Calibrated balance: On India and non-alignment
Non-alignment as a policy must be rethought, but India must be wary of alliance systems
In separate statements this week, External Affairs Minister S. Jaishankar laid out India’s world view in the face of global challenges, many of which pull it in different directions. Mr. Jaishankar’s contention was that non-alignment as a concept belonged to a bygone era and that multipolarity in the world necessitated that India would have to take a definite stand, and even take “risks” on issues such as connectivity, maritime security, terrorism and climate change. However, he made it clear that India does not reject non-alignment in its entirety, and that while it would no longer remain disentangled from difficult decisions, it would not compromise on its independence. More importantly, he said that India has “never been part of an alliance system, nor will it ever be”. He added that even the U.S. must look beyond its present alliances, and engage with more multilateral arrangements. Mr. Jaishankar explained that while non-alignment worked for India during the Cold War era between the U.S. and the Soviet Union, the fact that India and China share a land boundary would always be a factor in a “new cold war” between the U.S. and China. He spoke of Indo-U.S. cooperation in many fields, and the growing maritime collaboration in particular, but left unsaid the hard reality that military collaboration on land would prove problematic given India’s disputed boundary with China, the venue of a nearly three-month-long stand-off between the PLA and the Indian Army.
Mr. Jaishankar’s comments are a clear-eyed assessment of India’s constraints and avenues for its potential growth. The assertion of India’s strategic independence and resistance to joining any alliance comes as a timely reminder amid speculation that tensions with China will push India into a stronger clinch with Washington, which is on its own collision course with Beijing. It is significant that despite multiple references by U.S. Secretary of State Mike Pompeo to the India-China clashes, the deaths of Indian soldiers at Galwan Valley last month, and his call for India and the U.S. to jointly “counter” China, the government has rightly chosen not to raise its tensions with China in any forum other than bilateral talks with Beijing. Equally significant is the government’s outreach to Moscow, including a visit by Defence Minister Rajnath Singh and the participation of Mr. Jaishankar in the Russia-India-China trilateral last month, and the External Affairs Minister’s comments that India should also seek to build coalitions with “middle powers”, such as the European Union and Japan. A time of crisis often clarifies priorities. At a time of a double crisis for India — battling the novel coronavirus pandemic in the country and Chinese aggression at the border — the message from New Delhi is one of a carefully calibrated balance.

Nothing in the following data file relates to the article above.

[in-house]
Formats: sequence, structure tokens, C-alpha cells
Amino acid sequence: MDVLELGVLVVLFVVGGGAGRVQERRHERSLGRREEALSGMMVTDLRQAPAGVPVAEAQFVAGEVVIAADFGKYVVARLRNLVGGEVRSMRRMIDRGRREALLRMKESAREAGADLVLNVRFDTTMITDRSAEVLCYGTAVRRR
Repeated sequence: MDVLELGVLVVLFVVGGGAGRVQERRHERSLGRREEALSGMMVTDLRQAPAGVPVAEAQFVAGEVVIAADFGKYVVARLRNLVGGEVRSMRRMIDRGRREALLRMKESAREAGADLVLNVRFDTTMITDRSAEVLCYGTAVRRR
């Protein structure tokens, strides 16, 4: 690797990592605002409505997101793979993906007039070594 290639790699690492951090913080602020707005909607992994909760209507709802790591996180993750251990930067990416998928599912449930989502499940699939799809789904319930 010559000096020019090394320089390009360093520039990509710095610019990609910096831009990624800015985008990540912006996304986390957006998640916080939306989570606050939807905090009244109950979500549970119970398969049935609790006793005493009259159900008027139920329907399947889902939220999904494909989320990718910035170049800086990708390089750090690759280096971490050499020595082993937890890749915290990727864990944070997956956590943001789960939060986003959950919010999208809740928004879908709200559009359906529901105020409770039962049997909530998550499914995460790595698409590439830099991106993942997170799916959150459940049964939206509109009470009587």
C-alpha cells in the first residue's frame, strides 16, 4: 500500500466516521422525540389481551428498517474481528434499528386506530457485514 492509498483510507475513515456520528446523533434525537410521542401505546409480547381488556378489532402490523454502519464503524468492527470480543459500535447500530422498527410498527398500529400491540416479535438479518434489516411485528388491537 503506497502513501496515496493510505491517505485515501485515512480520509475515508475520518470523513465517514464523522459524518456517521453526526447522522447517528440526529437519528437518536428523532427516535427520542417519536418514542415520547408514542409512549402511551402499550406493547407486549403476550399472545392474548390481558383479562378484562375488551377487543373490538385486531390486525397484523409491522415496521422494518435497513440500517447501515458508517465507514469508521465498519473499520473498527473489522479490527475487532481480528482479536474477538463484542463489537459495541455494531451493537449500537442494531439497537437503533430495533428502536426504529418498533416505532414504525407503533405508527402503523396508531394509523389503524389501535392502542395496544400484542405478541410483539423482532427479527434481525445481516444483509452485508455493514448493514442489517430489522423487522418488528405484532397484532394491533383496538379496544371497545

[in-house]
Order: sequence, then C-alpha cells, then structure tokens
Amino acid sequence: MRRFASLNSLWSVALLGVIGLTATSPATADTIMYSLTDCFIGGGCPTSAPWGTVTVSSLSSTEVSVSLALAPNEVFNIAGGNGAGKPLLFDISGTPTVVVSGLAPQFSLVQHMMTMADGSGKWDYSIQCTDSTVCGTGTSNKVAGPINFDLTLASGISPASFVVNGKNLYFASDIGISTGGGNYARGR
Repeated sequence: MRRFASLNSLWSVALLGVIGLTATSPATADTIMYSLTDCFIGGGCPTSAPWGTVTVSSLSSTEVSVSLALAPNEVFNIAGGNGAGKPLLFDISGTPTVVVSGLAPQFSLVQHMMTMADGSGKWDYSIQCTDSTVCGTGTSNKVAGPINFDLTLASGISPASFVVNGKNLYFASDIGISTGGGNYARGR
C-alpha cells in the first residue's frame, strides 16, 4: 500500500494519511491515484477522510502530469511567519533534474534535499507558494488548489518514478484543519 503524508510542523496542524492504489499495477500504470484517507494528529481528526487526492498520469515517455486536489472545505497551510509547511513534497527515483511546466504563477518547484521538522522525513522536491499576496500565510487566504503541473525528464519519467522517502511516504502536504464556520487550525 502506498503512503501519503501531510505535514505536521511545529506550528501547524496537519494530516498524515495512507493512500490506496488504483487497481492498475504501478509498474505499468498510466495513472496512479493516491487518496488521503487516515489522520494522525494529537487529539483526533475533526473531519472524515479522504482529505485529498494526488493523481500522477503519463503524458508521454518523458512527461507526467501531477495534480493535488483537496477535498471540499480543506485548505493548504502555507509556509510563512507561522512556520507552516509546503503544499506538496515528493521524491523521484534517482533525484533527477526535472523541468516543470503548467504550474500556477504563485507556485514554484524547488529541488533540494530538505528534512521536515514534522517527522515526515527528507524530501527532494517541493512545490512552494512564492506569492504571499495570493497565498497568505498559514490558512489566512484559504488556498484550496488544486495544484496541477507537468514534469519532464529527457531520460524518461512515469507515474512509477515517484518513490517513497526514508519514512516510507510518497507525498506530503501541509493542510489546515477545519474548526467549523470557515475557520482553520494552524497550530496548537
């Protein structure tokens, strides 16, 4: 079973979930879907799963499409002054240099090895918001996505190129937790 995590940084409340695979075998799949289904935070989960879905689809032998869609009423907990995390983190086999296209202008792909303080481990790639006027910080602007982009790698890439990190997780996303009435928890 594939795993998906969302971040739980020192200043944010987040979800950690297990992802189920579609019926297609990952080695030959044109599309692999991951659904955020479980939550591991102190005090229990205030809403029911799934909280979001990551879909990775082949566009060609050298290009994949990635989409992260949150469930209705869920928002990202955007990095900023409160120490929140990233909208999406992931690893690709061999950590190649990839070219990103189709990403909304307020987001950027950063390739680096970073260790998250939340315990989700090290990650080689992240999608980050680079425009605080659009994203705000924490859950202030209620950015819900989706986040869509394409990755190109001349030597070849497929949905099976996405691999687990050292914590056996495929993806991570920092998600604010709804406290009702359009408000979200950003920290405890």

1.Laid Out (Phrasal Verb)-to explain something carefully and clearly.
2.Contention (N)-an idea or opinion that is put forth in a discussion or debate. तर्क
3.Non-Alignment (N)-lack of alliance or affiliation with other nations or groups, especially politically. गुटनिरपेक्षता
4.Bygone (Adj)-belonging to an earlier time.
5.Multipolarity (N)-a distribution of power between three or more countries, alliances, parties, etc.
6.Disentangled (V)-to free from something that entangles, confuses, etc. सुलझना
7.Alliance (N)-a union or association formed for mutual benefit, especially between countries or organizations. संधि
8.Stand-Off (N)-a situation in which agreement in an argument does not seem possible. गतिरोध
9.Clear-Eyed (Adj)-having or showing a practical cleverness or judgment.
10.Constraints (N)-a limitation or restriction. बाध्यताएं, दबाव, प्रतिबंध
11.Avenues (N)-a way of approaching a problem or making progress towards something. मार्ग
12.Assertion (N)-a confident and forceful statement of fact or belief. अभिकथन